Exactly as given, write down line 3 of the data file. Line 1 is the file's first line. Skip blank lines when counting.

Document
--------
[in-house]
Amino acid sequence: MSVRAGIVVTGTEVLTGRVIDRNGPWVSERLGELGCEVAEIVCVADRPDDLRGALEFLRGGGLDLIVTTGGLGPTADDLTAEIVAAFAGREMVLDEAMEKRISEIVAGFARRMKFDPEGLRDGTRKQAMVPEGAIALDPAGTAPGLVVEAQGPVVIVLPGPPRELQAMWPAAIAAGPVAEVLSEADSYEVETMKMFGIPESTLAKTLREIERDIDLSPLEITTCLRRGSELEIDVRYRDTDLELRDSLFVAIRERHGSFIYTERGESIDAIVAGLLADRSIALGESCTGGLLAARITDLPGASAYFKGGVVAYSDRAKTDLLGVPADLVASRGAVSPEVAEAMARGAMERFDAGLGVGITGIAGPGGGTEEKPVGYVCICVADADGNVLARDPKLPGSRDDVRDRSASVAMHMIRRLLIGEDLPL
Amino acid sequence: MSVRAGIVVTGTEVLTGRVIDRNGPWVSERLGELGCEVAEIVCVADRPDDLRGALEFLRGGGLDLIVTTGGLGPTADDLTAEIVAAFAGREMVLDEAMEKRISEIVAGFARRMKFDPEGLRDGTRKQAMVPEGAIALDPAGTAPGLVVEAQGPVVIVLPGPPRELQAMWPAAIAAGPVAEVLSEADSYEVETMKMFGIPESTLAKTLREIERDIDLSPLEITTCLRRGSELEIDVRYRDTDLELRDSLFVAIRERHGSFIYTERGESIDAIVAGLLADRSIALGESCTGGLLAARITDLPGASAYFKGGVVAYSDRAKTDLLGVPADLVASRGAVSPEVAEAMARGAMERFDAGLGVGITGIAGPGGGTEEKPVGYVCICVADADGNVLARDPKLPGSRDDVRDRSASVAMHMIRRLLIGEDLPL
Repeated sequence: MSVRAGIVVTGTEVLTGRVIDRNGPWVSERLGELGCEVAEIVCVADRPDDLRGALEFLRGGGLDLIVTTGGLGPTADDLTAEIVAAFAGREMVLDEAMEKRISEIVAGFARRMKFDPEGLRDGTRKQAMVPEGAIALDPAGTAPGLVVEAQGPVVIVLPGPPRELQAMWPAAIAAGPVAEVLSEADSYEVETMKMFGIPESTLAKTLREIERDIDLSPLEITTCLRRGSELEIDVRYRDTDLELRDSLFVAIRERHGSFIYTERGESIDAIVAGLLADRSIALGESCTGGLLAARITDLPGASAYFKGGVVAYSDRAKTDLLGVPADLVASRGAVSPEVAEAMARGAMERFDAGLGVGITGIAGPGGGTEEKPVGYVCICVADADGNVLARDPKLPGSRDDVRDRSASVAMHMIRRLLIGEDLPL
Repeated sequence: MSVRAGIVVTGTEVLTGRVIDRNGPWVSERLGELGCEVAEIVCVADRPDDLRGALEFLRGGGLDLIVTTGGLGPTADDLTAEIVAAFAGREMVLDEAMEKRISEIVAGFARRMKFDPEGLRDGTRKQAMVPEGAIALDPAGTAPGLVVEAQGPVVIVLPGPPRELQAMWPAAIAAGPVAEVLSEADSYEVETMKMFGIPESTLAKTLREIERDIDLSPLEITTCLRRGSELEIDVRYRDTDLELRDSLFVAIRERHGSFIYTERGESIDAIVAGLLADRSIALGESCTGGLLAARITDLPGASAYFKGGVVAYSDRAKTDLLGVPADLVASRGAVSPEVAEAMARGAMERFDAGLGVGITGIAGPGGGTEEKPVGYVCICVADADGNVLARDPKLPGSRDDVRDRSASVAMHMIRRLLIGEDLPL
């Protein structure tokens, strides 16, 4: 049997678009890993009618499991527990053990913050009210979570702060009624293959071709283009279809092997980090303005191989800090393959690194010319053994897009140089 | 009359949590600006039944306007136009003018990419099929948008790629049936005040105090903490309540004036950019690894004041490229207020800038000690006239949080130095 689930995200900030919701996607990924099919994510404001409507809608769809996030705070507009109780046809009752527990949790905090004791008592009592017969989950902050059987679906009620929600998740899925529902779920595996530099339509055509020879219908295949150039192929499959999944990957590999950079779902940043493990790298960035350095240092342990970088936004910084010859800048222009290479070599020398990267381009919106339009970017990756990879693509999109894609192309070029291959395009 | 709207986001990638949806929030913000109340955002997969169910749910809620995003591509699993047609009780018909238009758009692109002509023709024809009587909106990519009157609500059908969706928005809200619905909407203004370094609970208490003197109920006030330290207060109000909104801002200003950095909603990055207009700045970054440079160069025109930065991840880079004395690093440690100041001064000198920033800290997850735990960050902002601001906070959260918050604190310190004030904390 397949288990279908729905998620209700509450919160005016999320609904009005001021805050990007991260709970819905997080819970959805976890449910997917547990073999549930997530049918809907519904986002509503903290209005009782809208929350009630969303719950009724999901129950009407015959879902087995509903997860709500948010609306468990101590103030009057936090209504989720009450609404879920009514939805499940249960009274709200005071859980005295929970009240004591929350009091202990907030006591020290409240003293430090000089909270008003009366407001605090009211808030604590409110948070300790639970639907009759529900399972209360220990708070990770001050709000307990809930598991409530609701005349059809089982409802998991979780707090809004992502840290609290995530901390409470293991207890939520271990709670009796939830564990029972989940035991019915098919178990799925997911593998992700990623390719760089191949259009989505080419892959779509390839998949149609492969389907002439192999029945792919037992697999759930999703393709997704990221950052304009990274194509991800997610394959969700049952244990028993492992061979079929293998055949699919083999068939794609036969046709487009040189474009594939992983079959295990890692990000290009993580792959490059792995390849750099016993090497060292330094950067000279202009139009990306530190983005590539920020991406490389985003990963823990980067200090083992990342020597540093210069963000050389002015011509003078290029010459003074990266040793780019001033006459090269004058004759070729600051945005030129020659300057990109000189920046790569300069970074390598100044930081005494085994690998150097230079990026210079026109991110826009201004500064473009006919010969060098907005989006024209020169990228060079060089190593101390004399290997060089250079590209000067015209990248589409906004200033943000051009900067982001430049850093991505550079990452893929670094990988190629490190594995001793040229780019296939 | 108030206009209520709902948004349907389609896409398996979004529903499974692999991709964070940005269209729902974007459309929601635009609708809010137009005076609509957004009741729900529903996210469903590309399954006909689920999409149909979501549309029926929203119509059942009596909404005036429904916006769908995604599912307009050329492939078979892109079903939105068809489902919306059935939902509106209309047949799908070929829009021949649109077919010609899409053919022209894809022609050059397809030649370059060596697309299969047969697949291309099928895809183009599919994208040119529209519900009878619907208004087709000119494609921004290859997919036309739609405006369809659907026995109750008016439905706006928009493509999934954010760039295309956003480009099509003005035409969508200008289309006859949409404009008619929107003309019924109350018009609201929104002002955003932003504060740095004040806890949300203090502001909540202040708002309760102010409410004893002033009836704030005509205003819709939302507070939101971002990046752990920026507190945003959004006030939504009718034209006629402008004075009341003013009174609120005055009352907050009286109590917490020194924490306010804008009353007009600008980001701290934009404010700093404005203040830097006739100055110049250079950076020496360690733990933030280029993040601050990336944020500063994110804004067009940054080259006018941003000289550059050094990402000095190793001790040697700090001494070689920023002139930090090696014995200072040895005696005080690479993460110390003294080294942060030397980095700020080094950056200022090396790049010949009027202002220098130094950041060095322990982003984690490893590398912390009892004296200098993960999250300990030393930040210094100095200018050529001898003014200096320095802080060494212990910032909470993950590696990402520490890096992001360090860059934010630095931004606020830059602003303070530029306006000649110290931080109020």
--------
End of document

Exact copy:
Amino acid sequence: MSVRAGIVVTGTEVLTGRVIDRNGPWVSERLGELGCEVAEIVCVADRPDDLRGALEFLRGGGLDLIVTTGGLGPTADDLTAEIVAAFAGREMVLDEAMEKRISEIVAGFARRMKFDPEGLRDGTRKQAMVPEGAIALDPAGTAPGLVVEAQGPVVIVLPGPPRELQAMWPAAIAAGPVAEVLSEADSYEVETMKMFGIPESTLAKTLREIERDIDLSPLEITTCLRRGSELEIDVRYRDTDLELRDSLFVAIRERHGSFIYTERGESIDAIVAGLLADRSIALGESCTGGLLAARITDLPGASAYFKGGVVAYSDRAKTDLLGVPADLVASRGAVSPEVAEAMARGAMERFDAGLGVGITGIAGPGGGTEEKPVGYVCICVADADGNVLARDPKLPGSRDDVRDRSASVAMHMIRRLLIGEDLPL